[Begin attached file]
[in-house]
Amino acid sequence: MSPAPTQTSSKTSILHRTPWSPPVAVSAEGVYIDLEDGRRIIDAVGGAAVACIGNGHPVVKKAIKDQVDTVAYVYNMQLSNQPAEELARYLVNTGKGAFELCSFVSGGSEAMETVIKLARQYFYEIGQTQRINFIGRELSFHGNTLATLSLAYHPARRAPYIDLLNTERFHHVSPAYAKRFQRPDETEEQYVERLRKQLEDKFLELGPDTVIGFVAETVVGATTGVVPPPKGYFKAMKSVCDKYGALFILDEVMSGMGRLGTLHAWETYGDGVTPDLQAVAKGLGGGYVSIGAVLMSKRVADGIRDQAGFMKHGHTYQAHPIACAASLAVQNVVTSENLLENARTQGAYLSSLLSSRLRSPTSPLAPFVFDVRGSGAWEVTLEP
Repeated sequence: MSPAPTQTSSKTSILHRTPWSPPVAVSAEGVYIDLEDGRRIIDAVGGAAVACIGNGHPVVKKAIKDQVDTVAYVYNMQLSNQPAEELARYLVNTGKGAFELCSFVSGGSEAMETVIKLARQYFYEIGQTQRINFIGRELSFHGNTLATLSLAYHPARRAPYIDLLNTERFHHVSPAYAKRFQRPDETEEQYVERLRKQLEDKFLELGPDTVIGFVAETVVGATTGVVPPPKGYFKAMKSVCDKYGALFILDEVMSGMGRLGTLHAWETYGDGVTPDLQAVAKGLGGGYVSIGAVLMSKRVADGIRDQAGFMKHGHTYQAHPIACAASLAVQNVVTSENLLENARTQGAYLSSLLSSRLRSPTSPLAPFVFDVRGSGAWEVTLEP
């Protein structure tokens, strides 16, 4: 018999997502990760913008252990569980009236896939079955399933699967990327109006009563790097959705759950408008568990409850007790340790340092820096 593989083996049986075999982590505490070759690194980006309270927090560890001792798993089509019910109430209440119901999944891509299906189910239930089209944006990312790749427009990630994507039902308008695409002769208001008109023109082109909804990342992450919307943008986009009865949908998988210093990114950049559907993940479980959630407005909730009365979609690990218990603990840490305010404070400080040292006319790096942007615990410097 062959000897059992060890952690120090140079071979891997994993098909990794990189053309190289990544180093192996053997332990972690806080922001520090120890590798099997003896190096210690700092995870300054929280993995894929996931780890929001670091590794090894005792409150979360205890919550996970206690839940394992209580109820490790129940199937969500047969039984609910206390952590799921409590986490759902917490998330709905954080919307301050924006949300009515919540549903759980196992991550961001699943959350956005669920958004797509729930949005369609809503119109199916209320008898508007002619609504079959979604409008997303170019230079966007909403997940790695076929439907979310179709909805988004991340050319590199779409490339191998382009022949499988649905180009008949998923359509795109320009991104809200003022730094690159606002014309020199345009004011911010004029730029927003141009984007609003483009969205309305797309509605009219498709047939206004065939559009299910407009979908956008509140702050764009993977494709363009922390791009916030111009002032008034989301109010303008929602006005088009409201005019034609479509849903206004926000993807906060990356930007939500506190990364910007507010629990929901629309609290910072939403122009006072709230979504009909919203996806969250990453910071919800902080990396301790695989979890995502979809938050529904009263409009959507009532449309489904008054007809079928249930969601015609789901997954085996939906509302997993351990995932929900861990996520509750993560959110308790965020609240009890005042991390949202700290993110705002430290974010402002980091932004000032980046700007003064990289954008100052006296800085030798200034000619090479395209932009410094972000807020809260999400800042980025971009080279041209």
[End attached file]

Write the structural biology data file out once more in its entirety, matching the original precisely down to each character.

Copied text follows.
[in-house]
Amino acid sequence: MSPAPTQTSSKTSILHRTPWSPPVAVSAEGVYIDLEDGRRIIDAVGGAAVACIGNGHPVVKKAIKDQVDTVAYVYNMQLSNQPAEELARYLVNTGKGAFELCSFVSGGSEAMETVIKLARQYFYEIGQTQRINFIGRELSFHGNTLATLSLAYHPARRAPYIDLLNTERFHHVSPAYAKRFQRPDETEEQYVERLRKQLEDKFLELGPDTVIGFVAETVVGATTGVVPPPKGYFKAMKSVCDKYGALFILDEVMSGMGRLGTLHAWETYGDGVTPDLQAVAKGLGGGYVSIGAVLMSKRVADGIRDQAGFMKHGHTYQAHPIACAASLAVQNVVTSENLLENARTQGAYLSSLLSSRLRSPTSPLAPFVFDVRGSGAWEVTLEP
Repeated sequence: MSPAPTQTSSKTSILHRTPWSPPVAVSAEGVYIDLEDGRRIIDAVGGAAVACIGNGHPVVKKAIKDQVDTVAYVYNMQLSNQPAEELARYLVNTGKGAFELCSFVSGGSEAMETVIKLARQYFYEIGQTQRINFIGRELSFHGNTLATLSLAYHPARRAPYIDLLNTERFHHVSPAYAKRFQRPDETEEQYVERLRKQLEDKFLELGPDTVIGFVAETVVGATTGVVPPPKGYFKAMKSVCDKYGALFILDEVMSGMGRLGTLHAWETYGDGVTPDLQAVAKGLGGGYVSIGAVLMSKRVADGIRDQAGFMKHGHTYQAHPIACAASLAVQNVVTSENLLENARTQGAYLSSLLSSRLRSPTSPLAPFVFDVRGSGAWEVTLEP
């Protein structure tokens, strides 16, 4: 018999997502990760913008252990569980009236896939079955399933699967990327109006009563790097959705759950408008568990409850007790340790340092820096 593989083996049986075999982590505490070759690194980006309270927090560890001792798993089509019910109430209440119901999944891509299906189910239930089209944006990312790749427009990630994507039902308008695409002769208001008109023109082109909804990342992450919307943008986009009865949908998988210093990114950049559907993940479980959630407005909730009365979609690990218990603990840490305010404070400080040292006319790096942007615990410097 062959000897059992060890952690120090140079071979891997994993098909990794990189053309190289990544180093192996053997332990972690806080922001520090120890590798099997003896190096210690700092995870300054929280993995894929996931780890929001670091590794090894005792409150979360205890919550996970206690839940394992209580109820490790129940199937969500047969039984609910206390952590799921409590986490759902917490998330709905954080919307301050924006949300009515919540549903759980196992991550961001699943959350956005669920958004797509729930949005369609809503119109199916209320008898508007002619609504079959979604409008997303170019230079966007909403997940790695076929439907979310179709909805988004991340050319590199779409490339191998382009022949499988649905180009008949998923359509795109320009991104809200003022730094690159606002014309020199345009004011911010004029730029927003141009984007609003483009969205309305797309509605009219498709047939206004065939559009299910407009979908956008509140702050764009993977494709363009922390791009916030111009002032008034989301109010303008929602006005088009409201005019034609479509849903206004926000993807906060990356930007939500506190990364910007507010629990929901629309609290910072939403122009006072709230979504009909919203996806969250990453910071919800902080990396301790695989979890995502979809938050529904009263409009959507009532449309489904008054007809079928249930969601015609789901997954085996939906509302997993351990995932929900861990996520509750993560959110308790965020609240009890005042991390949202700290993110705002430290974010402002980091932004000032980046700007003064990289954008100052006296800085030798200034000619090479395209932009410094972000807020809260999400800042980025971009080279041209």